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Professor Paul de Leeuw, Director, RGU’s Energy Transition Institute

UK struggles with ‘just and fair’ 2030 energy transition

, 26 days ago

A new report by Robert Gordon University (RGU) has revealed that the UK will fail to achieve a ‘just and fair’ transition by 2030 unless there is urgent alignment across the political spectrum to sustain UK offshore energy industry jobs, supply chain investments and the economic contribution of the workforce.
 
In Delivering our energy future, RGU analysed over 6,560 pathways for the UK offshore energy industry between now and 2030. The report concludes that UK and Scottish political decisions, rather than energy market economics, will determine the size of the workforce and supply chain.
 
Of the thousands of pathways analysed, fewer than 15 or <0.3 per cent meet the ‘just and fair’ transition principles. Even these limited scenarios require success by the renewables sector in achieving higher levels of ambition through billions of pounds of additional investment in the next six years.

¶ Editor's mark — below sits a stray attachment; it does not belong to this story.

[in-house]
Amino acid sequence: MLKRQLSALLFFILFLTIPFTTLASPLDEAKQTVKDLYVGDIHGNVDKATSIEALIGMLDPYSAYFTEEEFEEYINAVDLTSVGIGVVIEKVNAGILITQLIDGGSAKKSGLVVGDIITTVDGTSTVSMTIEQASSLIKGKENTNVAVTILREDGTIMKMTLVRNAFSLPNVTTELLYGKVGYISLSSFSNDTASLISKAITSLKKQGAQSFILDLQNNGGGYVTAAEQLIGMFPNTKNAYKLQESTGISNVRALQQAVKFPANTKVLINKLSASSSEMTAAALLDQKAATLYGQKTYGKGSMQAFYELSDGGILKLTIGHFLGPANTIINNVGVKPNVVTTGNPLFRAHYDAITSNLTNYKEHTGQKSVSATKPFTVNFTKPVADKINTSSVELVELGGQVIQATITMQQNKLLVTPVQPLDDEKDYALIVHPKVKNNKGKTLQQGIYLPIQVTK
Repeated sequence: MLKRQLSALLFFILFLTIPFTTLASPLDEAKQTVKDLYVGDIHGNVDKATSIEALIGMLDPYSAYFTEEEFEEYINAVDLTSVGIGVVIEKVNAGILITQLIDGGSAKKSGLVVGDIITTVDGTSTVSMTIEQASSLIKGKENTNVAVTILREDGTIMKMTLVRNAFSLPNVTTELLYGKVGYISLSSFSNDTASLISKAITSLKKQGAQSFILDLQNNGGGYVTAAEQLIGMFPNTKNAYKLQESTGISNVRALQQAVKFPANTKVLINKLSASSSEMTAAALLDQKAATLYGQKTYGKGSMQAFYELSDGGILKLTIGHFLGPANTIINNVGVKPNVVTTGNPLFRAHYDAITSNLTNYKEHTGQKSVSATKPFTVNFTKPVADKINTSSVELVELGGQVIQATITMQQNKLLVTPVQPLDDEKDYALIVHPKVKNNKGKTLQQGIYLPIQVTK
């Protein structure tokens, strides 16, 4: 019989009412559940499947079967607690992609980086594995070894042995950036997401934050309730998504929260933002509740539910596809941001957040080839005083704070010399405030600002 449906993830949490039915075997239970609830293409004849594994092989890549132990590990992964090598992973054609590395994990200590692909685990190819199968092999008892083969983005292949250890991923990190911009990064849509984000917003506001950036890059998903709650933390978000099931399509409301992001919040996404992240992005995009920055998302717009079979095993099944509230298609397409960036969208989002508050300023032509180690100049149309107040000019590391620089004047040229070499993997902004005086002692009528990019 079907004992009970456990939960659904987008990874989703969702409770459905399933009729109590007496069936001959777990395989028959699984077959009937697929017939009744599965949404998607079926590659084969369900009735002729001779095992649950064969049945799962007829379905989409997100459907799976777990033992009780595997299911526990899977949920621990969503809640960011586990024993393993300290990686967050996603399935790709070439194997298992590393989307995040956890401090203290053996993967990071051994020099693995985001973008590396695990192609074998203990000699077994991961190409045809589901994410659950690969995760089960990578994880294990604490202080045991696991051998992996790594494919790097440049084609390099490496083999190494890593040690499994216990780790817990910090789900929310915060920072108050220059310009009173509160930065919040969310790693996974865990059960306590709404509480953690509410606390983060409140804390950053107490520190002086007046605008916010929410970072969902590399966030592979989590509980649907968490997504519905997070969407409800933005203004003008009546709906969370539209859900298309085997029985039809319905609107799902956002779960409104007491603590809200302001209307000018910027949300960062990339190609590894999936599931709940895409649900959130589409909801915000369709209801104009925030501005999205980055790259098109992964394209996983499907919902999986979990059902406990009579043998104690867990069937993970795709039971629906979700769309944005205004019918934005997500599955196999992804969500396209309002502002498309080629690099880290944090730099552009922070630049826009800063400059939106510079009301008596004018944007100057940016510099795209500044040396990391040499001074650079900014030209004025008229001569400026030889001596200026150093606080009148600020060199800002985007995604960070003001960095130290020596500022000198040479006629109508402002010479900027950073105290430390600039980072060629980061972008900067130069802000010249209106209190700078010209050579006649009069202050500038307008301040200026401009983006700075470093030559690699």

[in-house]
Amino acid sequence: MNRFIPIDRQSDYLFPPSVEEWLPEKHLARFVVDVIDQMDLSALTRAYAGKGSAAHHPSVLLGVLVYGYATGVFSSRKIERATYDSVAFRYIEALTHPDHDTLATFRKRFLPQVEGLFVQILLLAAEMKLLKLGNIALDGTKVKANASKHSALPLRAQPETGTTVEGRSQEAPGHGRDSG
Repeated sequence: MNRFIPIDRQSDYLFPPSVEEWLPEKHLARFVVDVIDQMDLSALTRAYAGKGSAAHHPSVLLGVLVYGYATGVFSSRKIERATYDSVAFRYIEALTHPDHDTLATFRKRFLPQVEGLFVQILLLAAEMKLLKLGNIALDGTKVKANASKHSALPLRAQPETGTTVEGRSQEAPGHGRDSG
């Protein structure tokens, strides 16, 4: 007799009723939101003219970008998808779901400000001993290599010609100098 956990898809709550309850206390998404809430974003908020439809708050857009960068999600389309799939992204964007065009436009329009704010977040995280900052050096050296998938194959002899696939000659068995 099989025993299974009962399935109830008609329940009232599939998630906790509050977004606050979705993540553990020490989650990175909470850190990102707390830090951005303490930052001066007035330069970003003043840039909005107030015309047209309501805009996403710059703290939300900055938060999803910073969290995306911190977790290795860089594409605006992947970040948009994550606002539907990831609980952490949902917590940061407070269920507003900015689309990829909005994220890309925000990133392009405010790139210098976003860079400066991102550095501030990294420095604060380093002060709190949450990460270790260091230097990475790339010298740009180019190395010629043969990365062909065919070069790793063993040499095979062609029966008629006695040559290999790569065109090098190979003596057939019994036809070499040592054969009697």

Professor Paul de Leeuw, Director of the Robert Gordon University Energy Transition Institute, said: “The UK still has a unique opportunity to create a new energy future. Accelerating the re-purposing of the North Sea as a world-class, multi-energy basin will ensure the sector can power the country for decades to come. The prize for the UK to get this right is enormous. But to deliver this requires action and urgency, which means faster planning and consenting and access to the grid. We also need more flexible electricity pricing mechanisms to avoid project delays or cancellation and a proactive focus on building UK content so we can design, manufacture, install, commission and operate some of the critical new infrastructure required. This, as well as building and maintaining the world class skills and capabilities developed over the last few decades, will be crucial.
 
“While there is consensus across all stakeholders including governments, politicians, industry organisations and economic development bodies that we need to realise a ‘just and fair’ transition, a far more agile and joined up approach is required to address how the country can best secure its energy ambitions, while addressing the cost-of-living crisis, managing energy security and delivering on the net zero agenda.